nLab pseudo-torsor



Representation theory





In the definition of torsors and principal bundles one deals with group action objects G×PρPG \times P \overset{\rho}{\longrightarrow} P (generally over some base object XX) whose shear map is an isomorphism:

(1)G×P (ρ,pr 2) P× XP (g,p) (ρ(g)(p),p). \array{ G \times P & \underoverset {\simeq} { (\rho, pr_2) } {\longrightarrow} & P \times_X P \\ (g,p) &\mapsto& \big( \rho(g)(p), p \big) \,. }

Now if PP is inhabited (fiber-wise over XX), this implies a (fiber-wise) free and transitive (hence regular) action, which is typically what is understood to characterize torsors/principal bundles.

However, the condition alone that the shear map (1) be an isomorphism makes sense (and is then automatically satisfied) also for locally empty PP, meaning for fibers of PP being strict initial objects (internal to the ambient category). If that case is meant to be included, one speaks, following Grothendieck, alternatively of:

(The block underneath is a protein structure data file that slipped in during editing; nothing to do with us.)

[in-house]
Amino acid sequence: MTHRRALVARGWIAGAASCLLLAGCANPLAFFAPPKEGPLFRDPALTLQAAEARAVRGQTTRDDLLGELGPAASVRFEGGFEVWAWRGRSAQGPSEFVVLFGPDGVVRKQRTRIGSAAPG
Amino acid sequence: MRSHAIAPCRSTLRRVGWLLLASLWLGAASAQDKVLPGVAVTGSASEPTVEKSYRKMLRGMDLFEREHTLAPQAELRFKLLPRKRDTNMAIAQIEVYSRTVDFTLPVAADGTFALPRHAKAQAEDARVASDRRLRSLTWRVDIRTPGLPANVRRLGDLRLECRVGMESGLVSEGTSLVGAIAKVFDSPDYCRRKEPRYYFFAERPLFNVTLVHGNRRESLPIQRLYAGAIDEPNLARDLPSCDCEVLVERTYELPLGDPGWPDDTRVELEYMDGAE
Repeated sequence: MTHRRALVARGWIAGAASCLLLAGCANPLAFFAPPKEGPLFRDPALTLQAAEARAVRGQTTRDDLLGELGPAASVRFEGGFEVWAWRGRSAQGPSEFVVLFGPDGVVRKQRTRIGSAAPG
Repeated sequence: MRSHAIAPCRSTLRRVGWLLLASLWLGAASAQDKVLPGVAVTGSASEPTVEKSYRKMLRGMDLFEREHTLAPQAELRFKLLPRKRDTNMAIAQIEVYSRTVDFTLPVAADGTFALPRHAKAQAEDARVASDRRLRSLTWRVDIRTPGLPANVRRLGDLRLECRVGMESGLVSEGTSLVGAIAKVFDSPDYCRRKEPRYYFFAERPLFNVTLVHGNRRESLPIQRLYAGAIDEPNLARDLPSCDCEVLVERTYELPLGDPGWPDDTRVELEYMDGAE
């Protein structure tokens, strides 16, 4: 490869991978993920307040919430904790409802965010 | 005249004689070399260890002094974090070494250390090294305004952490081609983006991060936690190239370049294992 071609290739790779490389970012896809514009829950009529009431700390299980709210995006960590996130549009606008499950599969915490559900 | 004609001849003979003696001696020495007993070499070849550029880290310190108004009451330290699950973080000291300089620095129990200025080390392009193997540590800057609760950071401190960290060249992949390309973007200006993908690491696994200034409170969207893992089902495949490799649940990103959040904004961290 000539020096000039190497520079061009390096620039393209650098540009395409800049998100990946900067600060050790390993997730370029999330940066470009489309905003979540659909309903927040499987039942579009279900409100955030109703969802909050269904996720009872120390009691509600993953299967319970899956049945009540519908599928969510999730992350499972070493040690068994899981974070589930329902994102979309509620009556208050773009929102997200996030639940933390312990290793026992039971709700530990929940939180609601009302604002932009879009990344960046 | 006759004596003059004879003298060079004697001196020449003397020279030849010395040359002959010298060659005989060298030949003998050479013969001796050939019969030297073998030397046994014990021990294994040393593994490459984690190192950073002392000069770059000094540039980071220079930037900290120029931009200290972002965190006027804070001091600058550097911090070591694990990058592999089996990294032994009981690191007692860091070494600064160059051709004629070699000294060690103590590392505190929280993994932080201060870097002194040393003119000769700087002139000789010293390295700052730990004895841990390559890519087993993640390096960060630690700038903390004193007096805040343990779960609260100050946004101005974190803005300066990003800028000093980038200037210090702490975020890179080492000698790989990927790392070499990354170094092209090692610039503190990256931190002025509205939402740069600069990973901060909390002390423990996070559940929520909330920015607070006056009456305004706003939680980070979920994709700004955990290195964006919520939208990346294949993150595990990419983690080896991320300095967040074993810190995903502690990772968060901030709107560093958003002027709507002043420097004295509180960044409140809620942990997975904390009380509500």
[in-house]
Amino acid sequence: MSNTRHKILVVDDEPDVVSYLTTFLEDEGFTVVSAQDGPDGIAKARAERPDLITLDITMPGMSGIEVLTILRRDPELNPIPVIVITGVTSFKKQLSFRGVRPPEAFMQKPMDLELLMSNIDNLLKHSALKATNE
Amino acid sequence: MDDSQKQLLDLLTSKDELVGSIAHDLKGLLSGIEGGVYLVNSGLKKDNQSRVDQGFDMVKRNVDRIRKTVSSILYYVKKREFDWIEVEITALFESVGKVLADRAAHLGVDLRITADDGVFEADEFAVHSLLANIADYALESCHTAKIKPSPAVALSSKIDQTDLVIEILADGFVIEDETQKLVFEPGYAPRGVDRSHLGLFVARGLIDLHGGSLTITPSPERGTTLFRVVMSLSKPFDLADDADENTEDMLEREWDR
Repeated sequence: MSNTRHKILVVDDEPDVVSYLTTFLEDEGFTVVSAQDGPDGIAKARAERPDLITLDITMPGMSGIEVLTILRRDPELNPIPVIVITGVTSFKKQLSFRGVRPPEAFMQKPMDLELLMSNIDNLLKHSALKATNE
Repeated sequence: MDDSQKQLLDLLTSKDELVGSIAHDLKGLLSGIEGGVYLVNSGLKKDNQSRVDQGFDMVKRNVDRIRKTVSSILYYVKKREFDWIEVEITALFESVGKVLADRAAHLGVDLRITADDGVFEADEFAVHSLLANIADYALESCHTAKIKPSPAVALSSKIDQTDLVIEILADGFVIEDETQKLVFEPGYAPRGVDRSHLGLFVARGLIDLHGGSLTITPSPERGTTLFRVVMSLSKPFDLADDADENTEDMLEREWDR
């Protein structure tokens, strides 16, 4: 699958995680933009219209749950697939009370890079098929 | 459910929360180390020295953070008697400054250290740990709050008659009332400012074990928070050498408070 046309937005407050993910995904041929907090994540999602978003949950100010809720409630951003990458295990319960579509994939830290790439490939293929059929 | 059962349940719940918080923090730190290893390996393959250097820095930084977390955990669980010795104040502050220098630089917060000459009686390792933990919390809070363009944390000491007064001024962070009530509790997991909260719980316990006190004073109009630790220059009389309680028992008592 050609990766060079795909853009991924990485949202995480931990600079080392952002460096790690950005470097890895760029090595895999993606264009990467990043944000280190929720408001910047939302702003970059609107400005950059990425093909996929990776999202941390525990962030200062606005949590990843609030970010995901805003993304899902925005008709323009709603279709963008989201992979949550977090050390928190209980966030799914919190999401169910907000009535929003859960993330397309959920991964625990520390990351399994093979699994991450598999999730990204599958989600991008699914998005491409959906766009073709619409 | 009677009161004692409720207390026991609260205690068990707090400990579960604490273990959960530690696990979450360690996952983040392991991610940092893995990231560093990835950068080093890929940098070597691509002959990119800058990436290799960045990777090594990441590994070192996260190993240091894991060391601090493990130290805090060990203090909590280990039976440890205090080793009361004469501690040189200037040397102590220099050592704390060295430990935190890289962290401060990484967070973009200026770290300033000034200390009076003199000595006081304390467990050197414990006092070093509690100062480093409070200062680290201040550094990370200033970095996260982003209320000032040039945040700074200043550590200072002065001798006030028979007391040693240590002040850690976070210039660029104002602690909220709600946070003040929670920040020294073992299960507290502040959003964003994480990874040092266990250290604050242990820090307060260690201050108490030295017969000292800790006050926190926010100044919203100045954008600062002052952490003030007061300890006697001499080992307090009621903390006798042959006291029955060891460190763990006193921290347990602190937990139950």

1. a formally principal action (Grothendieck 60, p. 312 (15 of 30))

  2. a pseudo-torsor (Grothendieck 67, EGA IV.4, 16.5.15)

  3. a formally principal homogeneous action (ibid. & Grothendieck 71, p. 9 (293)).

Examples of references using this terminology: StacksProject, Moret-Bailly 13, slide 5, BGA 13, p. 73-74.




Internal to some ambient category 𝒞\mathcal{C} with finite limits, let

Then the following are equivalent:

  1. PXP \to X is the GG-quotient coprojection;

  2. PXP \to X is an effective epimorphism.


The first condition is equivalent to

P× XPPX P \times_X P \rightrightarrows P \to X

being a coequalizer, the second to

P×GPX P \times G \rightrightarrows P \to X

being a coequalizer. But the pseudo-principality condition says that we have an isomorphism (the shear map)

P× XPP×G P \times_X P \simeq P \times G

which identifies these two diagrams.


The term seems to be due to:

See also:

Last revised on April 16, 2023 at 16:00:01. See the history of this page for a list of all contributions to it.